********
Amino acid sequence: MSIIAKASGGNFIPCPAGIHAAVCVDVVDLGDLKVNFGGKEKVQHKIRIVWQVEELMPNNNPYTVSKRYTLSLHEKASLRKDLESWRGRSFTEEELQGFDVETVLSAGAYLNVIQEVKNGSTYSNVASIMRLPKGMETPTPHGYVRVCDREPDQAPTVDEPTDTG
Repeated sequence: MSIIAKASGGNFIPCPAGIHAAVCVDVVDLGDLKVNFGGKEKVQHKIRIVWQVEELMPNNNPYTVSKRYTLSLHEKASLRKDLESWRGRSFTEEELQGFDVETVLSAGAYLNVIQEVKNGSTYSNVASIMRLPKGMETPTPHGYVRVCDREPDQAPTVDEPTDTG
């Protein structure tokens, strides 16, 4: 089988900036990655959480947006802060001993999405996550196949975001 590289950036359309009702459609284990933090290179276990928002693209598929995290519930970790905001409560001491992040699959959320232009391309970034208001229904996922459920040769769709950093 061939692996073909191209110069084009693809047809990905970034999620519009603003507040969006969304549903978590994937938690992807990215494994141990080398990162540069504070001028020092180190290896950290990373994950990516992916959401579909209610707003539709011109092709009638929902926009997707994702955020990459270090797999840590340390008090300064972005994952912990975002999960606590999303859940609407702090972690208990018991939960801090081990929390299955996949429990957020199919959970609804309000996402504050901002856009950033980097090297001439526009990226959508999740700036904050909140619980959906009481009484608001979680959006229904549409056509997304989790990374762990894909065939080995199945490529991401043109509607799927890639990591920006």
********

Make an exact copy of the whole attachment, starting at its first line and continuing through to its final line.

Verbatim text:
Amino acid sequence: MSIIAKASGGNFIPCPAGIHAAVCVDVVDLGDLKVNFGGKEKVQHKIRIVWQVEELMPNNNPYTVSKRYTLSLHEKASLRKDLESWRGRSFTEEELQGFDVETVLSAGAYLNVIQEVKNGSTYSNVASIMRLPKGMETPTPHGYVRVCDREPDQAPTVDEPTDTG
Repeated sequence: MSIIAKASGGNFIPCPAGIHAAVCVDVVDLGDLKVNFGGKEKVQHKIRIVWQVEELMPNNNPYTVSKRYTLSLHEKASLRKDLESWRGRSFTEEELQGFDVETVLSAGAYLNVIQEVKNGSTYSNVASIMRLPKGMETPTPHGYVRVCDREPDQAPTVDEPTDTG
């Protein structure tokens, strides 16, 4: 089988900036990655959480947006802060001993999405996550196949975001 590289950036359309009702459609284990933090290179276990928002693209598929995290519930970790905001409560001491992040699959959320232009391309970034208001229904996922459920040769769709950093 061939692996073909191209110069084009693809047809990905970034999620519009603003507040969006969304549903978590994937938690992807990215494994141990080398990162540069504070001028020092180190290896950290990373994950990516992916959401579909209610707003539709011109092709009638929902926009997707994702955020990459270090797999840590340390008090300064972005994952912990975002999960606590999303859940609407702090972690208990018991939960801090081990929390299955996949429990957020199919959970609804309000996402504050901002856009950033980097090297001439526009990226959508999740700036904050909140619980959906009481009484608001979680959006229904549409056509997304989790990374762990894909065939080995199945490529991401043109509607799927890639990591920006």